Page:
The high “Q” (quality factor) of micro-spheres indicates that they will be very efficient light scatters. Un-doped micro-spheres will return light at the same wavelength as it is received. Consequently, in some embodiments, un-doped micro-spheres are used as taggants. Also, un-doped micro-spheres are not wavelength selective in the sense that they will capture interrogating light having any of a variety of wavelengths.
Micro-spheres for use in conjunction with the present invention will typically have a diameter that is less than about 10 microns and greater than about 100 nanometers (0.1 microns). As for the nano-crystals, micro-sphere size is best determined by experimentation with regard to a specific wavelength of incoming light.
It is contemplated that other very small, engineered particles can be used as obscurant or taggant. For example, if it were possible to create a nano-sphere (i.e., nanometer-scale sphere), which at present it is not, they could be used.
Having described two types of particles (i.e., nano-crystals and micro-spheres) that are suitable for use in conjunction with the present invention, a method for obscuring or tagging a vehicle using these particles is now described.
- Task 202—storing a quantity of particles in a first vehicle.
- Task 204—releasing a portion of the particles in an ambient environment of the first vehicle.
With regard to task 202, particles are stored (e.g., in a container, compartment, etc.) within a vehicle. The term “vehicle” has been defined above to include, without limitation, land vehicles, aircraft, and seafaring vessels. Typically, the vehicle will be in use in military service.
It will be appreciated that the manner in which the particles are deployed is somewhat application specific. For example, when used as an obscurant, the particles will typically be ejected from the vehicle via a puff of air or explosively. For deployment from a submarine, the particles will typically be released upstream of the screw (i.e., the propellers) to take advantage of the turbulence that is provided by the screw to disperse the particles in the water. When the particles are being deployed by a surface ship for use as taggant (e.g., for a submarine, etc.), they are, in some embodiments, released underwater from a canister. The particles can be dispersed in the form of a column (vertically) by lowering/raising the canister from a stationary ship, or in the form of a layer (horizontally) by dragging the canister from a moving ship.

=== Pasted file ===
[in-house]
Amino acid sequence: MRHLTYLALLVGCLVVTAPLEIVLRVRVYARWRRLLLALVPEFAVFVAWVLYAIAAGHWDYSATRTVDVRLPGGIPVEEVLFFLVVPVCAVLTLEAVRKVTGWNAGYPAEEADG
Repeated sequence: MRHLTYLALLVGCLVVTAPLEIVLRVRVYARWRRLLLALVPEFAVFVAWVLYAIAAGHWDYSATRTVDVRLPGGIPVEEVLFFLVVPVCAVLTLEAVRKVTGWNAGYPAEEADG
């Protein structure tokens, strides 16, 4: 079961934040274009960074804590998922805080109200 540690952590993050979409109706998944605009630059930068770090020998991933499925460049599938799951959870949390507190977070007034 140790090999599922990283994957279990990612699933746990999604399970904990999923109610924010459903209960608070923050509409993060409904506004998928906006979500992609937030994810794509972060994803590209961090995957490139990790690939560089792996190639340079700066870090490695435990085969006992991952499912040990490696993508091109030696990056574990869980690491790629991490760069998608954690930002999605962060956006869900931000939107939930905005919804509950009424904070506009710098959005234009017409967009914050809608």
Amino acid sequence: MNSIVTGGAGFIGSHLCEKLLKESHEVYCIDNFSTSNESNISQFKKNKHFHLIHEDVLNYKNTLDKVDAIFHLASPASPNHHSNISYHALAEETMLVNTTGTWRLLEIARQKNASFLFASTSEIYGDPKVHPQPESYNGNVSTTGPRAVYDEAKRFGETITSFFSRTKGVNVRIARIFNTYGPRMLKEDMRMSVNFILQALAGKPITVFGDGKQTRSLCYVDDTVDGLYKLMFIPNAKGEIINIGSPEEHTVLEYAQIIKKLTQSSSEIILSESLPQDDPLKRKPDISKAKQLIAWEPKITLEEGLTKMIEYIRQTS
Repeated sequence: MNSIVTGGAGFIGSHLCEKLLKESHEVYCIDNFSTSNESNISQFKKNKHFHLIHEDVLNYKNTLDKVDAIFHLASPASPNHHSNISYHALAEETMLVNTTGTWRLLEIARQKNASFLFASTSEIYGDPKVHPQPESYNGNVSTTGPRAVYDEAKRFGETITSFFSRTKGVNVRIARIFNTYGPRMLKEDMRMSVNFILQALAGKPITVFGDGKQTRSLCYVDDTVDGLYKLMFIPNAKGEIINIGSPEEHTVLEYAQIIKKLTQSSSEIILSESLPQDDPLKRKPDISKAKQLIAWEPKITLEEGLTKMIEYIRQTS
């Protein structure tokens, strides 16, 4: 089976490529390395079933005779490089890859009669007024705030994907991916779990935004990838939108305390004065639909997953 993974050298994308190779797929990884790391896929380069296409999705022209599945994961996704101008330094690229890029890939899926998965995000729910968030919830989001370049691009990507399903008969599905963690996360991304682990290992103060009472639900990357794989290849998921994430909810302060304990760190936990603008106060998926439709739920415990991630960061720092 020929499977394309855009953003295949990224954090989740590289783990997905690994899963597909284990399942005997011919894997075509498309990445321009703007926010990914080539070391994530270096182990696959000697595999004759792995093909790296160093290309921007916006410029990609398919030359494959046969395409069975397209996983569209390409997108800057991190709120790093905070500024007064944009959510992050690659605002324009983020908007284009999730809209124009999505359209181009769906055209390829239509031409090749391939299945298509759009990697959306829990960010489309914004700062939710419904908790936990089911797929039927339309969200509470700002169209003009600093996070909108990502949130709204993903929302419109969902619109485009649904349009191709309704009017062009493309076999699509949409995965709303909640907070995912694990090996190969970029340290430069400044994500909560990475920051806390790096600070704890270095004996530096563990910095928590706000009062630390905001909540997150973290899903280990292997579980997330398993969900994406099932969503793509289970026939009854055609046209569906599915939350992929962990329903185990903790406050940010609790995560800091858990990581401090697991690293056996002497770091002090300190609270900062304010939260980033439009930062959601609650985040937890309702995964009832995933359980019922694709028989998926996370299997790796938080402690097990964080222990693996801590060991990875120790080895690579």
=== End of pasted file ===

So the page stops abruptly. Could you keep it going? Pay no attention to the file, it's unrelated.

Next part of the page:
In some embodiments, method 200 includes an additional task—task 206, which is to adhere the released particles to a second vehicle. Task 206 is described in more detail later in this specification.
It is noted that the inability to detect light at wavelength λ2 is not a technical limitation per se; rather, it is due to an inability to predict the wavelength of the back-scattered light. In other words, detection is problematic because it is not known where (i.e., at what wavelength) to look.
In further detail,
An LDR system (not shown) directs a beam of light 126 having wavelength λ1 towards vehicle 122. Light beam 126 is intercepted and absorbed by particles 330, and the absorbed energy is re-radiated as photons having wavelength λ2. Since the LDR system cannot reliably detect light having wavelength λ2, the vehicle (i.e., aircraft 122, land vehicle 122, and submarine 122) is neither detected nor ranged.
LDR system 120 interrogates particles 330 with light beam 126 having wavelength λ1. Particles 330 receive light beam 126 and scatter it, returning light 128 at the same wavelength λ1. The returned light, once suitably analyzed, will indicate the presence of vehicle 122 and, in some cases, provide an identifying signature, as described further below.
Particles 330 are advantageously dispersed in a layer. Movement of submarine 122 through the water creates disturbance 814, which is known to cause large-amplitude submerged waves 816. An LDR system (not depicted) that operates at blue-green wavelengths can readily detect movement of particles 330, as caused by waves 816.
- Subtask 1108—releasing the first particles.
- Subtask 1110—applying a material to the first particles that causes them to adhere to a vehicle.